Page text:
19 tips on how to make better espresso at home

19 tips on how to make better espresso at home


Are you just getting into espresso or looking for a few tips on how to brew the best espresso shot, well this guide is for you. We came up with 19 tips for espresso beginners and those looking to improve their espresso game.

The guide tried to go in the most logical order in terms of pre-brewing steps all the way down to post-brewing and keeping your equipment clean, etc.

We have also written a ton about espresso recently and one more in-depth guide will take you through all the steps needed to brew the best espresso at home. We call it the espresso Flywheel, and after reading the below quick tips, we suggest jumping into that guide!

Tips on how to make the perfect espresso

1: Know your espresso machine

Understanding the ins and outs of your espresso machine can save you a lot of trouble brewing inadequately from the start. For example, there are vast differences in the stock portafilter and basket sizes from an entry-level machine like the Breville Bambino Plus to a prosumer machine like the Rocket Espresso Giotto Type V. Prosumer machines typically all use 58mm portafilters and baskets. In comparison, entry-level machines opt for smaller 53-54mm baskets. While nothing functionally wrong with a smaller basket, note that some stock baskets with entry-level machines cannot adequately fit more than 16 – 18 grams of espresso.

Further, it is sometimes tricky to find espresso accessories and tools for smaller portafilters, though you can still find IMS precision baskets for the Breville line of products. Other differences in entry-level machines compared to more sophisticated espresso machines include little to no temperature control, pressure gauge, lack of temperature stability, and the inability to brew and froth milk simultaneously.

2: Understand espresso brew ratios

Espresso brew ratios are the coffee grounds used versus the final extraction yield or liquid in your cup. For example, a double espresso calls for a 1:2 ratio, meaning that for every 1 gram of ground coffee in your espresso portafilter, you aim for 2 grams of espresso yield in your cup. A standard double espresso recipe would call for 18 grams of finely ground coffee in your portafilter, yielding 36 grams of espresso in your cup and typically within 30 – 35 seconds. Understanding brew ratios will allow you to home in on any issues you may be experiencing with your shot. Then, change one variable, like grind size, to fall within the brew ratio parameters.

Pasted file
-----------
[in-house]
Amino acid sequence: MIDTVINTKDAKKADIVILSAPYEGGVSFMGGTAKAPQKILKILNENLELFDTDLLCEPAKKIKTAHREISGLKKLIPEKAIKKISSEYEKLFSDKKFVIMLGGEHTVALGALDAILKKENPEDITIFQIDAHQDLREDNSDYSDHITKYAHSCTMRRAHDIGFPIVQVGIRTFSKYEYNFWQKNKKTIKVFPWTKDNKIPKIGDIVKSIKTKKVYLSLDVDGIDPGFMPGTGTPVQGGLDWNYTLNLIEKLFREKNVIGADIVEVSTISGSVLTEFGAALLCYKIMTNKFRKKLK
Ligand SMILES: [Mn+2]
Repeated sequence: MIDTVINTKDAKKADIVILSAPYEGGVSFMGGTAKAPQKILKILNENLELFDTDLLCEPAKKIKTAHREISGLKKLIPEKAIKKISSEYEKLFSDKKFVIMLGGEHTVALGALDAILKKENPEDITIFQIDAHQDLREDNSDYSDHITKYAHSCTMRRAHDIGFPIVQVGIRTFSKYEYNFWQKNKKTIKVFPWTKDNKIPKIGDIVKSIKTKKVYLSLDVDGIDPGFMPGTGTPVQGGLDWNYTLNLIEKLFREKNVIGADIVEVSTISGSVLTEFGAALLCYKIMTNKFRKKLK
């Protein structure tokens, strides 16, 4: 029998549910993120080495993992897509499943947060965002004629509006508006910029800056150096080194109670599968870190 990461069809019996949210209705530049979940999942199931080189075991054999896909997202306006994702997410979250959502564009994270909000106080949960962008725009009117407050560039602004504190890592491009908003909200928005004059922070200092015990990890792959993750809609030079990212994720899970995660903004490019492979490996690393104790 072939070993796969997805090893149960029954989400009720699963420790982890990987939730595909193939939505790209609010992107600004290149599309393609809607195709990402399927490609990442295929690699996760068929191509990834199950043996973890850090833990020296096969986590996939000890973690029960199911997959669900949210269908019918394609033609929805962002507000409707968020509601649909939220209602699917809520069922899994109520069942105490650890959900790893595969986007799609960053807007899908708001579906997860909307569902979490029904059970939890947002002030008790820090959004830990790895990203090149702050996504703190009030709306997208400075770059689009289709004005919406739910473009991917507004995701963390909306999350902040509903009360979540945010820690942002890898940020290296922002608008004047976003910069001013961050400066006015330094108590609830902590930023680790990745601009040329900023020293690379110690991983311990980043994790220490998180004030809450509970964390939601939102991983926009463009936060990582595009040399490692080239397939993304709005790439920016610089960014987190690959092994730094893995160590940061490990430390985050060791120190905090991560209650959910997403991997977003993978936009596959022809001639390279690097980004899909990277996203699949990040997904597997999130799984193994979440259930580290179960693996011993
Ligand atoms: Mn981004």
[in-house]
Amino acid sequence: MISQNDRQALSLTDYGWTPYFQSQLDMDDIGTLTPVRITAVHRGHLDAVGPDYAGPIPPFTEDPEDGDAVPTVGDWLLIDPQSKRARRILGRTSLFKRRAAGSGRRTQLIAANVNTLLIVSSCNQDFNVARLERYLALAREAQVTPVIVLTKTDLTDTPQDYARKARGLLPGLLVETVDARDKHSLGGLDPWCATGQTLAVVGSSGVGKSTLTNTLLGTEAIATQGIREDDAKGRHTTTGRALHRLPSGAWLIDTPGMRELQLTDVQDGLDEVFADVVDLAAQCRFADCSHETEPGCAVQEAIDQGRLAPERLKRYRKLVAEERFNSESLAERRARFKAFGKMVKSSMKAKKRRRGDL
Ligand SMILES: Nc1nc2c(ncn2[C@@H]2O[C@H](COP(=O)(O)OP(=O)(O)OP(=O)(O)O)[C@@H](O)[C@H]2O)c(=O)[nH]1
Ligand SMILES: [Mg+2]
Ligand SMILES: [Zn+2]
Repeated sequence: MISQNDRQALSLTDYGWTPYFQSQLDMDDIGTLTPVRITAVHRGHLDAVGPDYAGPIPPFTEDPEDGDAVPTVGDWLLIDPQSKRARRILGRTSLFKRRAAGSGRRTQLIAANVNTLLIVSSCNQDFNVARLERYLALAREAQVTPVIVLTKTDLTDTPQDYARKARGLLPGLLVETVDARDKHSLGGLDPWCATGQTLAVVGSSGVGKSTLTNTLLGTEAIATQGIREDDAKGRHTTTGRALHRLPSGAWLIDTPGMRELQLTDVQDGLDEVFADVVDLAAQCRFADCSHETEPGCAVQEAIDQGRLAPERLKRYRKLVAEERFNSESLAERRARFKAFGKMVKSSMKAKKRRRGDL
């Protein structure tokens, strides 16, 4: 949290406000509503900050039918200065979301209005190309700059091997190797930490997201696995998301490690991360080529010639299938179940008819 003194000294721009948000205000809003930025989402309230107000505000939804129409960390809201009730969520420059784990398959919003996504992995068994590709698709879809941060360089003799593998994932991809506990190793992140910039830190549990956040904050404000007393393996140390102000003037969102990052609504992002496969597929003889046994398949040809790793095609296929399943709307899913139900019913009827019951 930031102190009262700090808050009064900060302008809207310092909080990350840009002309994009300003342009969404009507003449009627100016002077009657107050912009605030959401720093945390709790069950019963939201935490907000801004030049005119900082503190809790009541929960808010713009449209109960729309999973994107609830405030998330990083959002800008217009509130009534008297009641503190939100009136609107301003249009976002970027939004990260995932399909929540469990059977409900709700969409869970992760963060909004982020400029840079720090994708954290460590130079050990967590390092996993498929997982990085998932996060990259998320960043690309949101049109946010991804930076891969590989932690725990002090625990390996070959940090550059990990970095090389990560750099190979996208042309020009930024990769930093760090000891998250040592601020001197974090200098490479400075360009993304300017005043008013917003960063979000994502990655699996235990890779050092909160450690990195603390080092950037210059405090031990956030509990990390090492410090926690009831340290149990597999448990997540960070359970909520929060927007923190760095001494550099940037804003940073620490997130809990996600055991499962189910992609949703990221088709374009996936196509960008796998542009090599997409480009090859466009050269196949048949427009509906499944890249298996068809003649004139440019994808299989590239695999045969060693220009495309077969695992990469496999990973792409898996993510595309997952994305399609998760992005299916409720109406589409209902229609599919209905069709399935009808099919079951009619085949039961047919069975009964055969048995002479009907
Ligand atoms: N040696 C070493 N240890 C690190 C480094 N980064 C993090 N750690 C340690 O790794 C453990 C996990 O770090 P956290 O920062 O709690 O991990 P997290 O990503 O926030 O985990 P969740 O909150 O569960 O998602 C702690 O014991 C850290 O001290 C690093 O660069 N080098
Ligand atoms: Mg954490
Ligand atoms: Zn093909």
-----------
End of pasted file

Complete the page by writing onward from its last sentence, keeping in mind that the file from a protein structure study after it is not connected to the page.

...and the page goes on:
3: Use precision-grade espresso baskets

Precision-grade espresso baskets are crafted in a way with, you guessed it, precision in mind. A precision basket has perfect and evenly placed holes, which help deliver consistent extraction and performance over a wide range of concentrations and reduce any sediment. An example of a precision basket would be one from IMS or VST graded by gram capacity and can hold plus or minus 1 gram from what the basket states.

For example, VST sells baskets graded as 15g double European, 18g double, 20g competition, 22g triple, and 25g triple+. A VST basket graded as an 18g double will perform optimally in a range of 17 – 20 grams of coffee. Non-precision grade baskets, like the ones that may come with your machine, can perform poorly compared to a precision basket. A $35.00 investment will drastically improve your espresso shots and ensure you are brewing within the proper gram range.

4: Only use freshly roasted coffee

This one should be a no-brainer, but always buy freshly roasted coffee (within 3 – 7 days of roasting). If kept as whole bean, coffee flavor peaks 3 – 4 weeks past the initial roast date and then slowly declines. If you purchase pre-ground coffee beans, you will see a decline in peak flavor days after purchasing them.

5: Understand how different roast types might alter brewing and grinding parameters

To no surprise, every coffee is vastly different from roast depth (light, medium, dark) to processing method (washed, honey, natural) to a multitude of other variables that all impact how you dial in your espresso. Dialing in your espresso refers to the fine-tuning process that a barista carries out by adjusting the grind size of the coffee beans, preparing the puck, and tamping to achieve the optimal extraction time for the best-tasting shot. This process involves finding the right balance between coarser or finer grinds, puck preparation, and tamping to produce the perfect shot. A lighter roasted coffee typically requires a finer grind than one roasted medium to dark.

Further, a coffee roasted dark may perform best at a standard recipe of 1:2 grounds to liquid and cooler brewing temperatures. While a light roast may work best when brewed hotter and at a wider ratio of 1:3 or 1:4. The significant takeaway is that don’t think every coffee should brew the same using your previous grind settings, temperature, or brewing profile. Lean on the coffee roaster to tell you where a good starting point might be, or use general assumptions like grinding coarser and brewing at lower temperatures for dark roasts.